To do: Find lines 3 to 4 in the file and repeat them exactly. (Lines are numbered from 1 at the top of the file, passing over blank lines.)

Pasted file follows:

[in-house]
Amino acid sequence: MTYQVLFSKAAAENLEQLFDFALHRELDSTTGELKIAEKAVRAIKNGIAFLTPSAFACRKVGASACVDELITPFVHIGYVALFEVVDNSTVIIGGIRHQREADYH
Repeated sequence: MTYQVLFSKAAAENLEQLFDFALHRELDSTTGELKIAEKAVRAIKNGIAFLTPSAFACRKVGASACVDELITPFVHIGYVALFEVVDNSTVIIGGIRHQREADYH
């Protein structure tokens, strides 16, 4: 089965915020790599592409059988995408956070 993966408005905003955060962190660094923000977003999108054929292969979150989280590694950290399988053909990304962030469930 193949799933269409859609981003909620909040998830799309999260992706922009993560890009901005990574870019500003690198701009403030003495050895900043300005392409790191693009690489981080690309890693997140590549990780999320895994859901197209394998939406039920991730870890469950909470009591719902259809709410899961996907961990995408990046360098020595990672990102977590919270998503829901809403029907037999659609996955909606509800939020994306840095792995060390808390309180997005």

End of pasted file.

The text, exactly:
Repeated sequence: MTYQVLFSKAAAENLEQLFDFALHRELDSTTGELKIAEKAVRAIKNGIAFLTPSAFACRKVGASACVDELITPFVHIGYVALFEVVDNSTVIIGGIRHQREADYH
């Protein structure tokens, strides 16, 4: 089965915020790599592409059988995408956070 993966408005905003955060962190660094923000977003999108054929292969979150989280590694950290399988053909990304962030469930 193949799933269409859609981003909620909040998830799309999260992706922009993560890009901005990574870019500003690198701009403030003495050895900043300005392409790191693009690489981080690309890693997140590549990780999320895994859901197209394998939406039920991730870890469950909470009591719902259809709410899961996907961990995408990046360098020595990672990102977590919270998503829901809403029907037999659609996955909606509800939020994306840095792995060390808390309180997005």